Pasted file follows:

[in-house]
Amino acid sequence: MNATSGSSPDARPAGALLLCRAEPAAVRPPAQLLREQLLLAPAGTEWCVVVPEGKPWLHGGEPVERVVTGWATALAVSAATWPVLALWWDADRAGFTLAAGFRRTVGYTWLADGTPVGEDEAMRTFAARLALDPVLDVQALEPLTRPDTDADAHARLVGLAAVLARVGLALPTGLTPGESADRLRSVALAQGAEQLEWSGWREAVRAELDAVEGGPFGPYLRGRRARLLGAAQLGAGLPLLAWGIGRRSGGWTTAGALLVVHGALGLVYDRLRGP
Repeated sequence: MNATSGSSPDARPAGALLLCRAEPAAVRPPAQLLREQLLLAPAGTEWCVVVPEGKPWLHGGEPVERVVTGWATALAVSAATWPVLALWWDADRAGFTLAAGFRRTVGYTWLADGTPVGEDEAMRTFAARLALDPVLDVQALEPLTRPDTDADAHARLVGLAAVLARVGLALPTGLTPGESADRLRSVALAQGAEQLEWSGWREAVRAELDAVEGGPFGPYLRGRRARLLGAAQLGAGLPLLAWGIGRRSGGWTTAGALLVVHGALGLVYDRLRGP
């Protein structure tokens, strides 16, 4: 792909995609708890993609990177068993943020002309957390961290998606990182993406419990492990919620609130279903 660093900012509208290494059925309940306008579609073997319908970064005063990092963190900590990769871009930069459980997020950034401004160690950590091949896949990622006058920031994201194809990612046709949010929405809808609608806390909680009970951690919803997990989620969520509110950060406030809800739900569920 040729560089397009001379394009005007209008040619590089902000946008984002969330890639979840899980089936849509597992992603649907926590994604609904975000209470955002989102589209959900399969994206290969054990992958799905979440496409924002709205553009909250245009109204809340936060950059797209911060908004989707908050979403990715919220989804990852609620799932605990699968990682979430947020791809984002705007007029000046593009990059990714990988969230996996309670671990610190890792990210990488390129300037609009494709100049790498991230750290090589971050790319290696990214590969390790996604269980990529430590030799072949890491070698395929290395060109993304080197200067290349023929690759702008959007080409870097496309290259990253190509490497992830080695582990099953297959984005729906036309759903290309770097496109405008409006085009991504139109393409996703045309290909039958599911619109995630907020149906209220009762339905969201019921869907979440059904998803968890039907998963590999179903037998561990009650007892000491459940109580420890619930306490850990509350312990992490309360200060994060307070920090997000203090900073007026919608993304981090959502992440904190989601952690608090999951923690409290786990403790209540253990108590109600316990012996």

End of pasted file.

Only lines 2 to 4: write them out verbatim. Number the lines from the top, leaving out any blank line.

Amino acid sequence: MNATSGSSPDARPAGALLLCRAEPAAVRPPAQLLREQLLLAPAGTEWCVVVPEGKPWLHGGEPVERVVTGWATALAVSAATWPVLALWWDADRAGFTLAAGFRRTVGYTWLADGTPVGEDEAMRTFAARLALDPVLDVQALEPLTRPDTDADAHARLVGLAAVLARVGLALPTGLTPGESADRLRSVALAQGAEQLEWSGWREAVRAELDAVEGGPFGPYLRGRRARLLGAAQLGAGLPLLAWGIGRRSGGWTTAGALLVVHGALGLVYDRLRGP
Repeated sequence: MNATSGSSPDARPAGALLLCRAEPAAVRPPAQLLREQLLLAPAGTEWCVVVPEGKPWLHGGEPVERVVTGWATALAVSAATWPVLALWWDADRAGFTLAAGFRRTVGYTWLADGTPVGEDEAMRTFAARLALDPVLDVQALEPLTRPDTDADAHARLVGLAAVLARVGLALPTGLTPGESADRLRSVALAQGAEQLEWSGWREAVRAELDAVEGGPFGPYLRGRRARLLGAAQLGAGLPLLAWGIGRRSGGWTTAGALLVVHGALGLVYDRLRGP
């Protein structure tokens, strides 16, 4: 792909995609708890993609990177068993943020002309957390961290998606990182993406419990492990919620609130279903 660093900012509208290494059925309940306008579609073997319908970064005063990092963190900590990769871009930069459980997020950034401004160690950590091949896949990622006058920031994201194809990612046709949010929405809808609608806390909680009970951690919803997990989620969520509110950060406030809800739900569920 040729560089397009001379394009005007209008040619590089902000946008984002969330890639979840899980089936849509597992992603649907926590994604609904975000209470955002989102589209959900399969994206290969054990992958799905979440496409924002709205553009909250245009109204809340936060950059797209911060908004989707908050979403990715919220989804990852609620799932605990699968990682979430947020791809984002705007007029000046593009990059990714990988969230996996309670671990610190890792990210990488390129300037609009494709100049790498991230750290090589971050790319290696990214590969390790996604269980990529430590030799072949890491070698395929290395060109993304080197200067290349023929690759702008959007080409870097496309290259990253190509490497992830080695582990099953297959984005729906036309759903290309770097496109405008409006085009991504139109393409996703045309290909039958599911619109995630907020149906209220009762339905969201019921869907979440059904998803968890039907998963590999179903037998561990009650007892000491459940109580420890619930306490850990509350312990992490309360200060994060307070920090997000203090900073007026919608993304981090959502992440904190989601952690608090999951923690409290786990403790209540253990108590109600316990012996």